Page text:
Buy Material

Are you sure you want to buy this material for

0 Karma

Buy Material

BOOM! Enjoy Your Free Notes!

We've added these Notes to your profile, click here to view them now.


You're already Subscribed!

Looks like you've already subscribed to StudySoup, you won't need to purchase another subscription to get this material. To access this material simply click 'View Full Document'

Why people love StudySoup

Jim McGreen Ohio University

"Knowing I can count on the Elite Notetaker in my class allows me to focus on what the professor is saying instead of just scribbling notes the whole time and falling behind."

Janice Dongeun University of Washington

"I used the money I made selling my notes & study guides to pay for spring break in Olympia, Washington...which was Sweet!"

Steve Martinelli UC Los Angeles

"There's no way I would have passed my Organic Chemistry class this semester without the notes and study guides I got from StudySoup."


"Their 'Elite Notetakers' are making over $1,200/month in sales by creating high quality content that helps their classmates in a time of need."

Become an Elite Notetaker and start selling your notes online!

Refund Policy


All subscriptions to StudySoup are paid in full at the time of subscribing. To change your credit card information or to cancel your subscription, go to "Edit Settings". All credit card information will be available there. If you should decide to cancel your subscription, it will continue to be valid until the next payment period, as all payments for the current period were made in advance. For special circumstances, please email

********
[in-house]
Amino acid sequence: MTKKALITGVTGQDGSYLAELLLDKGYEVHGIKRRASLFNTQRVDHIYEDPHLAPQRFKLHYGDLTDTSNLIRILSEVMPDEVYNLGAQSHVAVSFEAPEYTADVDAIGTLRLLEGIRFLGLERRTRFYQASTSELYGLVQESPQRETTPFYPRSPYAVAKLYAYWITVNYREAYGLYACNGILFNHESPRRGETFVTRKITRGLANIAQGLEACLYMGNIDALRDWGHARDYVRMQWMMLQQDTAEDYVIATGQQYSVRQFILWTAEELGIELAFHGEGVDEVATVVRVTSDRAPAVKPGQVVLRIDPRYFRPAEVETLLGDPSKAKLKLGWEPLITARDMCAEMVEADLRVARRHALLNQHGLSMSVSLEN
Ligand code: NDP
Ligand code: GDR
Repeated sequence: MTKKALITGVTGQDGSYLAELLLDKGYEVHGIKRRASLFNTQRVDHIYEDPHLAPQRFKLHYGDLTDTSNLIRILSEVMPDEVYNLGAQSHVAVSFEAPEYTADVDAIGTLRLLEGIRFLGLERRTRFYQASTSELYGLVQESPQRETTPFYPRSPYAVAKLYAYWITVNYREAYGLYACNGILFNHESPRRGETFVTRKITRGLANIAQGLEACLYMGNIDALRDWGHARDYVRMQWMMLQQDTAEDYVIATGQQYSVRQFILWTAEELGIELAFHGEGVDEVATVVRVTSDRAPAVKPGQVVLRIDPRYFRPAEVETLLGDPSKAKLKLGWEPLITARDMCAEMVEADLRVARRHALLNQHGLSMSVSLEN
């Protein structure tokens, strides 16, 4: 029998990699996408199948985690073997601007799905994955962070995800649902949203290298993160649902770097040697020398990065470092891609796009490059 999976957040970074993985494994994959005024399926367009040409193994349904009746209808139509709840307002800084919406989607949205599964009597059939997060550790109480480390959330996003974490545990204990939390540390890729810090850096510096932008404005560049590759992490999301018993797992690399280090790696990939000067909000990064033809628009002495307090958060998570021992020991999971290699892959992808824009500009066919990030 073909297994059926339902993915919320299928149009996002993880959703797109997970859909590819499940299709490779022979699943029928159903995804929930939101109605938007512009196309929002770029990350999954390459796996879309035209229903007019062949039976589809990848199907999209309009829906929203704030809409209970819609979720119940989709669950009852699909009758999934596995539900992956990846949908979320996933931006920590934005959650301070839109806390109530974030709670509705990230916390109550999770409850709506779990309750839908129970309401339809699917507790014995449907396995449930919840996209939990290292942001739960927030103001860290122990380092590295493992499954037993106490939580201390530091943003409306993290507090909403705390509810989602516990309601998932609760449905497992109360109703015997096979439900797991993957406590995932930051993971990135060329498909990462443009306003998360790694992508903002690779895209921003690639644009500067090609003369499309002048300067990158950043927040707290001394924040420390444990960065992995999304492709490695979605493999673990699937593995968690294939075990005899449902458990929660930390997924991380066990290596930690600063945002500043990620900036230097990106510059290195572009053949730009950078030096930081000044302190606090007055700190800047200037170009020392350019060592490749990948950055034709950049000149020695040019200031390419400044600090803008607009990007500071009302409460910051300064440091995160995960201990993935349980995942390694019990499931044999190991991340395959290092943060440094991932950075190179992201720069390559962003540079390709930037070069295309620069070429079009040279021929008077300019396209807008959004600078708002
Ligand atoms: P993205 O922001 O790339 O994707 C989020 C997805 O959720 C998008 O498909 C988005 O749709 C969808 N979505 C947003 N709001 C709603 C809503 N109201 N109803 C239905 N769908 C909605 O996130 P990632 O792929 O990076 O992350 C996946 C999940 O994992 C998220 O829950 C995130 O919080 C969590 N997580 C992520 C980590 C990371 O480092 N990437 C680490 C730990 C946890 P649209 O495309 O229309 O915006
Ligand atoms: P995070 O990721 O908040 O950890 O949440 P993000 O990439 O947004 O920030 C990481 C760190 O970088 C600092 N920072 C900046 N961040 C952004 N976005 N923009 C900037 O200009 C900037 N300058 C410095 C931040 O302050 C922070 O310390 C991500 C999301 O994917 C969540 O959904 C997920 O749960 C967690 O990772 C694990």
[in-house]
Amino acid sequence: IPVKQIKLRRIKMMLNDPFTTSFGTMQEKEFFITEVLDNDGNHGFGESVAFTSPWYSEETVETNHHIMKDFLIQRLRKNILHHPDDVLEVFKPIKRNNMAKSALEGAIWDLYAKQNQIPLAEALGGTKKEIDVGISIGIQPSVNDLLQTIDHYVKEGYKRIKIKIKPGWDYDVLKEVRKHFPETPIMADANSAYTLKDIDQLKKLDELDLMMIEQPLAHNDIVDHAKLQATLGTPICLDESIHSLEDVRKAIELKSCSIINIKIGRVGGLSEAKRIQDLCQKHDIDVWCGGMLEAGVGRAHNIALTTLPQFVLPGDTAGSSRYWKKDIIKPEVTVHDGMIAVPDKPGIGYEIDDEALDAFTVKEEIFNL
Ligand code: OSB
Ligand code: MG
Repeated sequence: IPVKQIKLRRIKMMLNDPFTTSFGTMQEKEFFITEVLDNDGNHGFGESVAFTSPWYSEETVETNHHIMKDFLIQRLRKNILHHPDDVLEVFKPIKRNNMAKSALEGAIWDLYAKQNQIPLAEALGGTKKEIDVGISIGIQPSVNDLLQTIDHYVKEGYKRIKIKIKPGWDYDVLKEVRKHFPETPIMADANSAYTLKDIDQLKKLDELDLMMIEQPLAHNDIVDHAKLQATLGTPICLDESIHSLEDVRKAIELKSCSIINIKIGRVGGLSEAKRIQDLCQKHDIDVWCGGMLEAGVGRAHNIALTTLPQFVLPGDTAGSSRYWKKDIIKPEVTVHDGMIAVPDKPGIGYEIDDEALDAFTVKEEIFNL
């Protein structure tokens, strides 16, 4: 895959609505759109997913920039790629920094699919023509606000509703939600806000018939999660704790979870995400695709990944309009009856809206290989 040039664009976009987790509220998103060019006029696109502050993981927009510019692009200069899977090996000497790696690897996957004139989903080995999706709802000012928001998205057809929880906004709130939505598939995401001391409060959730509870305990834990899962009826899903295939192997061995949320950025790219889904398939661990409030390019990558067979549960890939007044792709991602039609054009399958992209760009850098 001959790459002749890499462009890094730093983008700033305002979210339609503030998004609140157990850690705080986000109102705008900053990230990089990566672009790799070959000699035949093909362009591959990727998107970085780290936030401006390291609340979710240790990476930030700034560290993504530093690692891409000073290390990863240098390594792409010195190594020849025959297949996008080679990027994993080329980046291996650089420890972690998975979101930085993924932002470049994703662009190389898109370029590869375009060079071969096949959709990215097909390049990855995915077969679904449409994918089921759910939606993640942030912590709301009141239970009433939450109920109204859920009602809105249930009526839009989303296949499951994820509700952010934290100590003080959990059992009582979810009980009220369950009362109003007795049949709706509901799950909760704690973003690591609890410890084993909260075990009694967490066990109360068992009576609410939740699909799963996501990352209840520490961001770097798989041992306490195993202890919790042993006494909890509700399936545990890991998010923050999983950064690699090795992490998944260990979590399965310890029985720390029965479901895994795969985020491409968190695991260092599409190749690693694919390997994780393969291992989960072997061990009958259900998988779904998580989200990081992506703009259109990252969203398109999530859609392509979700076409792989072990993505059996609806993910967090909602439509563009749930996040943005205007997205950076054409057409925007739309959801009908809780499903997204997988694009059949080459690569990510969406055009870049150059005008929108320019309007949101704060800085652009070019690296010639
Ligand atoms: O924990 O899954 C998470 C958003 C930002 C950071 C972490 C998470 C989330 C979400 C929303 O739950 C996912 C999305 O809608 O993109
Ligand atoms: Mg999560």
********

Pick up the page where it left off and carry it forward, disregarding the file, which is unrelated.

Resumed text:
StudySoup has more than 1 million course-specific study resources to help students study smarter. If you’re having trouble finding what you’re looking for, our customer support team can help you find what you need! Feel free to contact them here:

Recurring Subscriptions: If you have canceled your recurring subscription on the day of renewal and have not downloaded any documents, you may request a refund by submitting an email to

Satisfaction Guarantee: If you’re not satisfied with your subscription, you can contact us for further help. Contact must be made within 3 business days of your subscription purchase and your refund request will be subject for review.

Please Note: Refunds can never be provided more than 30 days after the initial purchase date regardless of your activity on the site.